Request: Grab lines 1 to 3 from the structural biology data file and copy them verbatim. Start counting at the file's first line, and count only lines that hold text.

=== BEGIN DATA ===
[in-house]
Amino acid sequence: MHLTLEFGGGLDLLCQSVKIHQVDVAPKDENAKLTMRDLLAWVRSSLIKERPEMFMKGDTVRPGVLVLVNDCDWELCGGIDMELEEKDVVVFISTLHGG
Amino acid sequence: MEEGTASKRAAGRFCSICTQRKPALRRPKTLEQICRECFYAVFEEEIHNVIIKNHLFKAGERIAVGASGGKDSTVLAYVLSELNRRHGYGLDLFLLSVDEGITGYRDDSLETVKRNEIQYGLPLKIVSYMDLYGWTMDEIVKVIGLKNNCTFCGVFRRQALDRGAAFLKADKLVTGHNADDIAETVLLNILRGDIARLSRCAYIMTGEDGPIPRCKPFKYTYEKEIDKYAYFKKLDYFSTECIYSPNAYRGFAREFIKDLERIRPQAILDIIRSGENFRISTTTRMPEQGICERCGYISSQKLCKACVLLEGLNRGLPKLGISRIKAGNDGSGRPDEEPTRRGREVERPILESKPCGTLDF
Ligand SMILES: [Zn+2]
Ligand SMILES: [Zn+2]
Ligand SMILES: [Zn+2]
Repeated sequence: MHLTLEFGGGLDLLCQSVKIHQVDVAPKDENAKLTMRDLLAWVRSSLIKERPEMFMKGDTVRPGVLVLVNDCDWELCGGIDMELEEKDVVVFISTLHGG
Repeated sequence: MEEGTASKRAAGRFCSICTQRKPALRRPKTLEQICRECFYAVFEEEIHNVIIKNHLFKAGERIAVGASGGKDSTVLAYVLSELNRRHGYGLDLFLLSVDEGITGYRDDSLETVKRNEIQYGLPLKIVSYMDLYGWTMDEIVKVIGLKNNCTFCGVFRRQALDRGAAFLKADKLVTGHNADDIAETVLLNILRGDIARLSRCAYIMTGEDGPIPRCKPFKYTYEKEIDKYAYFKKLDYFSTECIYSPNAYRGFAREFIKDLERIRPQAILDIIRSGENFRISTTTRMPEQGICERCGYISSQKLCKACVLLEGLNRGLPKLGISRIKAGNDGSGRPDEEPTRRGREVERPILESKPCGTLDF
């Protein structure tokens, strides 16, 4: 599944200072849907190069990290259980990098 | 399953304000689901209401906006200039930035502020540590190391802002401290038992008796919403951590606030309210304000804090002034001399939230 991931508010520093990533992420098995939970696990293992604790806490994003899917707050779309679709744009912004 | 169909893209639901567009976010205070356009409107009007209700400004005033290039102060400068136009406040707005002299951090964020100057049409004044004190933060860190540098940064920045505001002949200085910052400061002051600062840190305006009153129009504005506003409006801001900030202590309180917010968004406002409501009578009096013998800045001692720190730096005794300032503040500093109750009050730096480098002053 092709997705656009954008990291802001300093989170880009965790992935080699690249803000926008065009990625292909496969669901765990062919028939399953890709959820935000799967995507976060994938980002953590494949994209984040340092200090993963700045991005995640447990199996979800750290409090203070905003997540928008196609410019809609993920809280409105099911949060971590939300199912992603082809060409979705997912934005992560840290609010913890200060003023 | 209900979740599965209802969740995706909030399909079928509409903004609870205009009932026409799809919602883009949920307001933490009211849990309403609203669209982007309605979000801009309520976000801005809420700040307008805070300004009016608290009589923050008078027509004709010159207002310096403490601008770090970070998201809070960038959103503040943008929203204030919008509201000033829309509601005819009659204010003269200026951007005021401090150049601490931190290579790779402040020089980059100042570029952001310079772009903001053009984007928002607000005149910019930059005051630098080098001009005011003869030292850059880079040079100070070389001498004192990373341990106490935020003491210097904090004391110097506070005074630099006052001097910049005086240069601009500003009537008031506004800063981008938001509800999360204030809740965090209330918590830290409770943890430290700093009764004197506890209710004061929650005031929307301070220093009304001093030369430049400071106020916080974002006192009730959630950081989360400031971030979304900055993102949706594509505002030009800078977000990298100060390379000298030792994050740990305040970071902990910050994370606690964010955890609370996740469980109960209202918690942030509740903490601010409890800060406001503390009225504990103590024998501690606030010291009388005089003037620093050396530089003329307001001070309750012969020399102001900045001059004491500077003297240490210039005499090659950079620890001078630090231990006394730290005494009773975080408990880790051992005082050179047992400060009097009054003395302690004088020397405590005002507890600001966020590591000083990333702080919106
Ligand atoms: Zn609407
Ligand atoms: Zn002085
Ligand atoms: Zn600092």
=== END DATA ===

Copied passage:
[in-house]
Amino acid sequence: MHLTLEFGGGLDLLCQSVKIHQVDVAPKDENAKLTMRDLLAWVRSSLIKERPEMFMKGDTVRPGVLVLVNDCDWELCGGIDMELEEKDVVVFISTLHGG
Amino acid sequence: MEEGTASKRAAGRFCSICTQRKPALRRPKTLEQICRECFYAVFEEEIHNVIIKNHLFKAGERIAVGASGGKDSTVLAYVLSELNRRHGYGLDLFLLSVDEGITGYRDDSLETVKRNEIQYGLPLKIVSYMDLYGWTMDEIVKVIGLKNNCTFCGVFRRQALDRGAAFLKADKLVTGHNADDIAETVLLNILRGDIARLSRCAYIMTGEDGPIPRCKPFKYTYEKEIDKYAYFKKLDYFSTECIYSPNAYRGFAREFIKDLERIRPQAILDIIRSGENFRISTTTRMPEQGICERCGYISSQKLCKACVLLEGLNRGLPKLGISRIKAGNDGSGRPDEEPTRRGREVERPILESKPCGTLDF